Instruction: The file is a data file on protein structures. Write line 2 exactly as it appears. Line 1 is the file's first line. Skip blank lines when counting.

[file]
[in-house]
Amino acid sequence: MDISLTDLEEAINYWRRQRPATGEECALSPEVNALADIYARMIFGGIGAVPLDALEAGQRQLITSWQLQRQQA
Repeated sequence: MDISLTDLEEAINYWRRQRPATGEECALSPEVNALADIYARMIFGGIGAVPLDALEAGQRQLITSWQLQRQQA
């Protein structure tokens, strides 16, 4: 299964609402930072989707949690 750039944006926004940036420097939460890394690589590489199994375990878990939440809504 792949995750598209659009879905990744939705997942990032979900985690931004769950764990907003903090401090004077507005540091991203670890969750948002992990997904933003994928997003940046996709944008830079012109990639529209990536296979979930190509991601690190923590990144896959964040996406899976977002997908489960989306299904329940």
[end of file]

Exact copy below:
Amino acid sequence: MDISLTDLEEAINYWRRQRPATGEECALSPEVNALADIYARMIFGGIGAVPLDALEAGQRQLITSWQLQRQQA